Nonprofit Management All-in-One For Dummies
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A cash-flow projection is a subdocument of your nonprofit budget that estimates not only how much money you’ll receive and spend over the course of a year but also when you’ll receive and spend it. It breaks down your budget into increments of time. Some organizations create quarterly (three-month) projections, some monthly, some weekly. It’s a good idea to do cash-flow planning monthly.

Although grantmaking organizations and major donors are likely to want to see your budget (and may want to see the version that compares projections to actual amounts), your cash-flow projection generally is a document for you, your board, and possibly a loan source.

To set up a cash-flow projection, begin with a copy of your budget and add details to the names of all the various categories. For instance, under “Foundation Grants,” write down the names of every foundation from which you now receive money and of any from which you anticipate receiving a grant. Add the same kinds of details for your expense categories.

Project forward by going backward. Sounds contradictory, doesn’t it? Create columns for the most recently completed three months of your year. Go through your records. Put any income received into the appropriate periods, and write down all your expenses in the right categories and time periods. Don’t worry if you’ve forgotten any categories. Having these actual figures for the recent past helps you see patterns of income and expenses.

Now, begin projecting: Go back to each line item and write down the estimated amount that’s due during each monthly period. Begin with the “easy” items — like the rent that’s a constant amount due on a certain day or the employer’s share of federal payroll taxes. Then look at the consistent bills that vary over time.

If your utility bills are high during winter months because your agency is using the furnace more, don’t forget to project that increase. If you manage a community vegetable garden during the summer that increases water usage, project for that increase as well.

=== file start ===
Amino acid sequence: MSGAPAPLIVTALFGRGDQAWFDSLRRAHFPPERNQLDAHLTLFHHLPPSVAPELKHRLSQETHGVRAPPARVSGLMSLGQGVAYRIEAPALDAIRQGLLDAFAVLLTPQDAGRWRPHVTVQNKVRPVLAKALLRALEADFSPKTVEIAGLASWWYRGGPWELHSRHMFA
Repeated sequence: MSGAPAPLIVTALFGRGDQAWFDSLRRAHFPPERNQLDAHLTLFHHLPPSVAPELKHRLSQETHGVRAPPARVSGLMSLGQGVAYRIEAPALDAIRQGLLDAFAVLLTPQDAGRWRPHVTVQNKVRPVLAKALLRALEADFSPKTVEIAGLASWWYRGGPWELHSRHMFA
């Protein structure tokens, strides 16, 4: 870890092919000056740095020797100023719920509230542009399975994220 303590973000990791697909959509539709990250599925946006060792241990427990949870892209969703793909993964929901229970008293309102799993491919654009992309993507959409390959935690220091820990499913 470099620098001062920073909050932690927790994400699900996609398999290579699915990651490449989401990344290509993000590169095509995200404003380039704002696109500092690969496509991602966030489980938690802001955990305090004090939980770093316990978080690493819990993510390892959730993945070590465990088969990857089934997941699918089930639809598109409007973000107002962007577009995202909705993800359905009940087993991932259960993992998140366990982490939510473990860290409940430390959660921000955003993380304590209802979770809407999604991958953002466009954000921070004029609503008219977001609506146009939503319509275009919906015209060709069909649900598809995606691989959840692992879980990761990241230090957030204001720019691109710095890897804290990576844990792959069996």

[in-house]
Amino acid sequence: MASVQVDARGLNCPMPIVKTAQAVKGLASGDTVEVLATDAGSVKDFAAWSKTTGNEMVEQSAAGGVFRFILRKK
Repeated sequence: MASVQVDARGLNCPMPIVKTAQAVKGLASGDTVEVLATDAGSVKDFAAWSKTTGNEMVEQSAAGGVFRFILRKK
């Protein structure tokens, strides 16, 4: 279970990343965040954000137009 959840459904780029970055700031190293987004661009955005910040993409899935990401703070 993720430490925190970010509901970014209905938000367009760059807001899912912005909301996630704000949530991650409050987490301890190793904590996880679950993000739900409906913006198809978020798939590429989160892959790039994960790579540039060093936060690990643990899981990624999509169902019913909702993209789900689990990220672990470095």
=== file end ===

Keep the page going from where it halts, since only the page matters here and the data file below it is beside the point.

As you get into the flow of making predictions, it’s easy to become too optimistic about your anticipated income. If you’ve applied for a grant that you’re just not sure about, don’t put it into your cash-flow projection. If your annual fundraising event raises between $25,000 and $32,000 each year, project $25,000 in income.

The reason? You won’t have any problem knowing what to do when you have more money than anticipated, but you may have a problem making up a shortfall! Your cash-flow projection is supposed to warn you if you’re about to fall short.

You’re almost finished at this point. As a next step, look back at your financial records to see how much money you had at the beginning of the first month of your cash-flow projection. Place this figure in a “Balance Forward” row as the first income item for your first month period. Add it to all the income for that month and subtract that month’s expenses.

The difference gives you the next “Balance Forward” amount that belongs at the top row for the next column of income for the next monthly period. And keep going. The balance for each month is steadily carried over to the top.

Income 1/1–1/31 2/1–2/28 3/1–3/31
Balance forward $21,603 $9,845 $43,445
Government contract $65,000
Williams grant $15,000
Power company contribution $2,500
Board giving $4,000 $750
Total income and balance forward $40,603 $75,595 $45,945
Expenses 1/1–1/31 2/1–2/28 3/1–3/31
Payroll $22,197 $22,197 $22,197
Health benefits $2,111 $2,111 $2,111
Payroll taxes $2,775 $2,775 $2,775
Rent $2,500 $2,500 $2,500
Electric company $675 $675 $580
Telephone $435 $450 $475
Office supplies $65 $120 $120
Travel and transportation $1,322 $8,700
Total expenses $30,758 $32,150 $39,458
Balance: $9,845 $43,445 $6,487

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